How to deduct advertising costs on your tax return

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You didn’t start your business to be a nonprofit. You want to use your talents to bring in the income that allows you to live life the way you choose to live it. In order to do this, you have to get some customers. To get them, you need to advertise.

There are a number of ways to get the word out about your business. You put up a website. You splash your business name across a billboard. You buy print and online ads from your local newspaper. You sponsor an event for a local charity. Maybe you even purchase a 30-second TV spot. Then you cross your fingers that these advertising moves will actually bring in some customers.

But did you know that the things you have done to get the word out about your product or service might be deductible on your tax return? Let’s take a look at how to deduct advertising costs on your return.

What kind of costs can you deduct?

You can usually deduct the amount of advertising expenses directly related to the activities you do in your business. To do this, you will have to be able to show that the advertising was for your business. One easy way?

Feature the name of your business prominently in your advertising.

 

Keep in mind that the IRS might question large advertising expenditures. For instance, let’s say you sell duck decoys for $19.99. The IRS may have a few questions if you spend $150,000 in advertising during the running of the highest rated show on TV. Make sure the amount you spent can be supported by invoices and contracts if you did end up paying this amount for advertising.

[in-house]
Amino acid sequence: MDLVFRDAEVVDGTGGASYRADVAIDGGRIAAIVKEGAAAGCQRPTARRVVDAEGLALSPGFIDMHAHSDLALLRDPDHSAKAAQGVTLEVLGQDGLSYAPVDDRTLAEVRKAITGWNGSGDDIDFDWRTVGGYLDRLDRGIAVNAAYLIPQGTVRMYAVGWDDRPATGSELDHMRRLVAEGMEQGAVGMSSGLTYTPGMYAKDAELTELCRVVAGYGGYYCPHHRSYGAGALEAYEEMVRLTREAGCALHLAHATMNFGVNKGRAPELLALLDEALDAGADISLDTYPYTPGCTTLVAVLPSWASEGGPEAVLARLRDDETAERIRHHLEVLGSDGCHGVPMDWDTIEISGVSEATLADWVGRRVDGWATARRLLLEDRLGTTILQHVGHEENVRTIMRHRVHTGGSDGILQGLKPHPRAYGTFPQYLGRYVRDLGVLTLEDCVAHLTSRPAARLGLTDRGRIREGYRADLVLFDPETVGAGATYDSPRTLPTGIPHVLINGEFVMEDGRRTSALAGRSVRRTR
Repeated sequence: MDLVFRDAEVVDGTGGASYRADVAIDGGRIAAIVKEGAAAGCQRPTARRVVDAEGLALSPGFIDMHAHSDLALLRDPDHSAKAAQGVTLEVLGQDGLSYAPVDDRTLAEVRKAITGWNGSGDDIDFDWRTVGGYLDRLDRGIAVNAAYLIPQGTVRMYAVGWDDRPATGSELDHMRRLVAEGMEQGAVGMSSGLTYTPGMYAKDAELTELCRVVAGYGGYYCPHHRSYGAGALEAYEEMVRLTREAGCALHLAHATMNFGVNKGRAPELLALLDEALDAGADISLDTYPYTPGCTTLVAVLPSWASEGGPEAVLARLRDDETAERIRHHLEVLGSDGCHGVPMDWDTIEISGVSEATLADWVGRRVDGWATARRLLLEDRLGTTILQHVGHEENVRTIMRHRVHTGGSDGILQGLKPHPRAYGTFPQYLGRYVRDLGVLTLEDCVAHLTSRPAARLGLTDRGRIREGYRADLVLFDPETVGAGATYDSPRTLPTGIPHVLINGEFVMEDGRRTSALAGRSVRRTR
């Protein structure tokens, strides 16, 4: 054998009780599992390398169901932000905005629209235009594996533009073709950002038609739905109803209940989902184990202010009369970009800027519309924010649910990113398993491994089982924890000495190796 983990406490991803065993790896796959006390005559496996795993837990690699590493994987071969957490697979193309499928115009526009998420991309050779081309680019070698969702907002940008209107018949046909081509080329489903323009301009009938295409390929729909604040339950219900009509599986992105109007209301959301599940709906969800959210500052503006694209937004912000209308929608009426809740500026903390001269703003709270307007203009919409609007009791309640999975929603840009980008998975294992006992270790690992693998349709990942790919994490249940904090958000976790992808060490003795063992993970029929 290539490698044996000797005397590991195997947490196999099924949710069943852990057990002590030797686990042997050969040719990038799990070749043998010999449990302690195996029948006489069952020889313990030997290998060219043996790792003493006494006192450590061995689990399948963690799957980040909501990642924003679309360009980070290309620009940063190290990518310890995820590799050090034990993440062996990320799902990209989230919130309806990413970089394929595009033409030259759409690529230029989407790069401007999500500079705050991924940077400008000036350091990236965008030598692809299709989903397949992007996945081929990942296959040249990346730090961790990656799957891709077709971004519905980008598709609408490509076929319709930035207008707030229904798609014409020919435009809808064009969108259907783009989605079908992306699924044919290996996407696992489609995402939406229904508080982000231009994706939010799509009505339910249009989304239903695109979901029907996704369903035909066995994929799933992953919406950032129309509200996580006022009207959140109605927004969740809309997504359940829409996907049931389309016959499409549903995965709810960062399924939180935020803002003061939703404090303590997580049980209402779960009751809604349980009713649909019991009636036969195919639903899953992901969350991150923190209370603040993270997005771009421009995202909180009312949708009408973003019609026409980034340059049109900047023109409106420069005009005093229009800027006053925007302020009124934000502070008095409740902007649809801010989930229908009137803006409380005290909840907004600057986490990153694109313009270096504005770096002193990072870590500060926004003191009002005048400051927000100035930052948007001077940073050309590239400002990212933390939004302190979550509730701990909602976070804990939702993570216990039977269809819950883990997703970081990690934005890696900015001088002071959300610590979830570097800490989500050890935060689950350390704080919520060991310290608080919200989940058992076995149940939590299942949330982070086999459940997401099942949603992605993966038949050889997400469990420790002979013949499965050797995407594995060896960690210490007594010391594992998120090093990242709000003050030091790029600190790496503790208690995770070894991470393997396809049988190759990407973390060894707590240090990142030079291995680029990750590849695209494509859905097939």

Advertising vs. lobbying expenses

You might think money you spend to convince your state or national legislators to vote for or against legislation that may help or hurt your business is an advertising expense. It isn’t. These costs are lobbying expenses and are not deductible.

You can deduct advertising costs that meet these criteria

Generally, you can deduct any advertising used to keep your company’s name in the public eye — as long as it relates to business you reasonably expect to gain in the future. This would include advertising to encourage people to donate to a charitable organization that you support. Again, be sure that your company’s name is on the advertisement.

You can deduct for the price of email addresses you purchased for use in an email marketing campaign.

What about those pens and refrigerator magnets with your company’s name on them? Yep. The cost of these items are advertising expenses, and you can deduct them as such.

If you have banner you use at events your business attends or sponsors, you can deduct the cost as advertising.

Of course, as people are spending more time online, you probably will have purchased some online ads. These are deductible as advertising expenses, as is the cost of your website.

The above content should not be construed as legal or tax advice. Always consult an attorney or tax professional regarding your specific legal or tax situation.

Image by: MsSaraKelly via Visualhunt / CC BY

Chris Peden
Chris Peden, CPA, CMA, CFM has spent more than 15 years in the corporate world helping companies meet their regulatory compliance requirements. He also assists small business owners with organizing and making sense of their finance information.